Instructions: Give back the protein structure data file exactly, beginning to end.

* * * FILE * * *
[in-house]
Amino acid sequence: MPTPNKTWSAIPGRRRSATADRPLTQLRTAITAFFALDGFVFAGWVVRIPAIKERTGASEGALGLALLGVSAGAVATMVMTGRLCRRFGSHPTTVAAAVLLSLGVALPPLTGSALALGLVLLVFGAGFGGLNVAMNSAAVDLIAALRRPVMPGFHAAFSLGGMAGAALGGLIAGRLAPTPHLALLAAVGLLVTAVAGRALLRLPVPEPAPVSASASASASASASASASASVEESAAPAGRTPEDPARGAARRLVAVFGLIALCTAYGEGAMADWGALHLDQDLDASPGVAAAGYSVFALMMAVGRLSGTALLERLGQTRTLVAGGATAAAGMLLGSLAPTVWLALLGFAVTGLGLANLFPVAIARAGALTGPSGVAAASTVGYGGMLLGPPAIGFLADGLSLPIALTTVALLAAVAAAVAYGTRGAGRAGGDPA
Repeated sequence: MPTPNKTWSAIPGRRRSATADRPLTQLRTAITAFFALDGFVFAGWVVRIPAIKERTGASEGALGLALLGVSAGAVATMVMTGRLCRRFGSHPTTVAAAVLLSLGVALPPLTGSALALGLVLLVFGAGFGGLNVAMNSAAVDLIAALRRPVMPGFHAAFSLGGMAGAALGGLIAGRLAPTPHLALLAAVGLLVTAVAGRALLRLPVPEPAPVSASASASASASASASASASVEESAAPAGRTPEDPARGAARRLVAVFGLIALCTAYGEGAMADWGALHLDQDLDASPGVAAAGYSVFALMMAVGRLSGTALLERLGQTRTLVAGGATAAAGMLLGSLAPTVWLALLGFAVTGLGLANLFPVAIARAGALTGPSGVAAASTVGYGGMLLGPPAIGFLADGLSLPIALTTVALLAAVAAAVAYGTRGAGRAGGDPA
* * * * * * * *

[in-house]
Amino acid sequence: MPTPNKTWSAIPGRRRSATADRPLTQLRTAITAFFALDGFVFAGWVVRIPAIKERTGASEGALGLALLGVSAGAVATMVMTGRLCRRFGSHPTTVAAAVLLSLGVALPPLTGSALALGLVLLVFGAGFGGLNVAMNSAAVDLIAALRRPVMPGFHAAFSLGGMAGAALGGLIAGRLAPTPHLALLAAVGLLVTAVAGRALLRLPVPEPAPVSASASASASASASASASASVEESAAPAGRTPEDPARGAARRLVAVFGLIALCTAYGEGAMADWGALHLDQDLDASPGVAAAGYSVFALMMAVGRLSGTALLERLGQTRTLVAGGATAAAGMLLGSLAPTVWLALLGFAVTGLGLANLFPVAIARAGALTGPSGVAAASTVGYGGMLLGPPAIGFLADGLSLPIALTTVALLAAVAAAVAYGTRGAGRAGGDPA
Repeated sequence: MPTPNKTWSAIPGRRRSATADRPLTQLRTAITAFFALDGFVFAGWVVRIPAIKERTGASEGALGLALLGVSAGAVATMVMTGRLCRRFGSHPTTVAAAVLLSLGVALPPLTGSALALGLVLLVFGAGFGGLNVAMNSAAVDLIAALRRPVMPGFHAAFSLGGMAGAALGGLIAGRLAPTPHLALLAAVGLLVTAVAGRALLRLPVPEPAPVSASASASASASASASASASVEESAAPAGRTPEDPARGAARRLVAVFGLIALCTAYGEGAMADWGALHLDQDLDASPGVAAAGYSVFALMMAVGRLSGTALLERLGQTRTLVAGGATAAAGMLLGSLAPTVWLALLGFAVTGLGLANLFPVAIARAGALTGPSGVAAASTVGYGGMLLGPPAIGFLADGLSLPIALTTVALLAAVAAAVAYGTRGAGRAGGDPA